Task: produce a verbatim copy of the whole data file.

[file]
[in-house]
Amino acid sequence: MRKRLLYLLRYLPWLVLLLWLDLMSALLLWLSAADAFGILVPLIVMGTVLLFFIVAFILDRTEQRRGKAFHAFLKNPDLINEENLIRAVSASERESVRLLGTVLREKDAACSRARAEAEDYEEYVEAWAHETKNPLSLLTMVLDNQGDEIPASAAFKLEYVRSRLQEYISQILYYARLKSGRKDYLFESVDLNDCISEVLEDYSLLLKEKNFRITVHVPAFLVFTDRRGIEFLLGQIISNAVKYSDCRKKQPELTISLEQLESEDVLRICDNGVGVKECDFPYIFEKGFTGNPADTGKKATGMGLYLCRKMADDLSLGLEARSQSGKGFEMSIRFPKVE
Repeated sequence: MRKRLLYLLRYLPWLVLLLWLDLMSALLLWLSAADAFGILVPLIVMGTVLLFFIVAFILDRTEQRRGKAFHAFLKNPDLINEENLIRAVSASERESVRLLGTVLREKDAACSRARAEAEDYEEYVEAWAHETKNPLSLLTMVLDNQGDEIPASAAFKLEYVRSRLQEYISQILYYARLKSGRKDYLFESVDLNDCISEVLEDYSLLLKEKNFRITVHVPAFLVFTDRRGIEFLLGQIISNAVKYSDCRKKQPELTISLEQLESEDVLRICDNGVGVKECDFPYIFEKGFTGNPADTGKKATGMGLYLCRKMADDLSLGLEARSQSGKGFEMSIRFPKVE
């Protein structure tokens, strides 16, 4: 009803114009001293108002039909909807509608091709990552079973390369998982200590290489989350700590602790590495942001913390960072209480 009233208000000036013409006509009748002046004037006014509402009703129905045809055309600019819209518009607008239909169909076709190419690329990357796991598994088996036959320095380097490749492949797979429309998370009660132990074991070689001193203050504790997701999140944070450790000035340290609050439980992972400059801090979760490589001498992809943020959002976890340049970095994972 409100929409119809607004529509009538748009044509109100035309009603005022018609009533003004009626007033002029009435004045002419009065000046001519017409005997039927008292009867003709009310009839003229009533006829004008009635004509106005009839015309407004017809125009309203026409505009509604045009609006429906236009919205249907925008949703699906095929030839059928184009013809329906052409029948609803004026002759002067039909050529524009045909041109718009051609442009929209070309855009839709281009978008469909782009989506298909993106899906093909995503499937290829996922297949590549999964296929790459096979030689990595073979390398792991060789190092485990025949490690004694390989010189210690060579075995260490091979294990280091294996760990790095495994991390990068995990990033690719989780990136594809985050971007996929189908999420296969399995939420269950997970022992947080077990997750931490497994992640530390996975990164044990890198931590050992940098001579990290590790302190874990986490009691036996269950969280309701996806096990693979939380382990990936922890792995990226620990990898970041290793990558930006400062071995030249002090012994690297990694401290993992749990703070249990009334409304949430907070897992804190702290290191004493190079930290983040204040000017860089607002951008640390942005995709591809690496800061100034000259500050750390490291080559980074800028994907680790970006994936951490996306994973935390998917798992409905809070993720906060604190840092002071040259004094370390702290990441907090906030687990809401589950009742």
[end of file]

[in-house]
Amino acid sequence: MRKRLLYLLRYLPWLVLLLWLDLMSALLLWLSAADAFGILVPLIVMGTVLLFFIVAFILDRTEQRRGKAFHAFLKNPDLINEENLIRAVSASERESVRLLGTVLREKDAACSRARAEAEDYEEYVEAWAHETKNPLSLLTMVLDNQGDEIPASAAFKLEYVRSRLQEYISQILYYARLKSGRKDYLFESVDLNDCISEVLEDYSLLLKEKNFRITVHVPAFLVFTDRRGIEFLLGQIISNAVKYSDCRKKQPELTISLEQLESEDVLRICDNGVGVKECDFPYIFEKGFTGNPADTGKKATGMGLYLCRKMADDLSLGLEARSQSGKGFEMSIRFPKVE
Repeated sequence: MRKRLLYLLRYLPWLVLLLWLDLMSALLLWLSAADAFGILVPLIVMGTVLLFFIVAFILDRTEQRRGKAFHAFLKNPDLINEENLIRAVSASERESVRLLGTVLREKDAACSRARAEAEDYEEYVEAWAHETKNPLSLLTMVLDNQGDEIPASAAFKLEYVRSRLQEYISQILYYARLKSGRKDYLFESVDLNDCISEVLEDYSLLLKEKNFRITVHVPAFLVFTDRRGIEFLLGQIISNAVKYSDCRKKQPELTISLEQLESEDVLRICDNGVGVKECDFPYIFEKGFTGNPADTGKKATGMGLYLCRKMADDLSLGLEARSQSGKGFEMSIRFPKVE
């Protein structure tokens, strides 16, 4: 009803114009001293108002039909909807509608091709990552079973390369998982200590290489989350700590602790590495942001913390960072209480 009233208000000036013409006509009748002046004037006014509402009703129905045809055309600019819209518009607008239909169909076709190419690329990357796991598994088996036959320095380097490749492949797979429309998370009660132990074991070689001193203050504790997701999140944070450790000035340290609050439980992972400059801090979760490589001498992809943020959002976890340049970095994972 409100929409119809607004529509009538748009044509109100035309009603005022018609009533003004009626007033002029009435004045002419009065000046001519017409005997039927008292009867003709009310009839003229009533006829004008009635004509106005009839015309407004017809125009309203026409505009509604045009609006429906236009919205249907925008949703699906095929030839059928184009013809329906052409029948609803004026002759002067039909050529524009045909041109718009051609442009929209070309855009839709281009978008469909782009989506298909993106899906093909995503499937290829996922297949590549999964296929790459096979030689990595073979390398792991060789190092485990025949490690004694390989010189210690060579075995260490091979294990280091294996760990790095495994991390990068995990990033690719989780990136594809985050971007996929189908999420296969399995939420269950997970022992947080077990997750931490497994992640530390996975990164044990890198931590050992940098001579990290590790302190874990986490009691036996269950969280309701996806096990693979939380382990990936922890792995990226620990990898970041290793990558930006400062071995030249002090012994690297990694401290993992749990703070249990009334409304949430907070897992804190702290290191004493190079930290983040204040000017860089607002951008640390942005995709591809690496800061100034000259500050750390490291080559980074800028994907680790970006994936951490996306994973935390998917798992409905809070993720906060604190840092002071040259004094370390702290990441907090906030687990809401589950009742």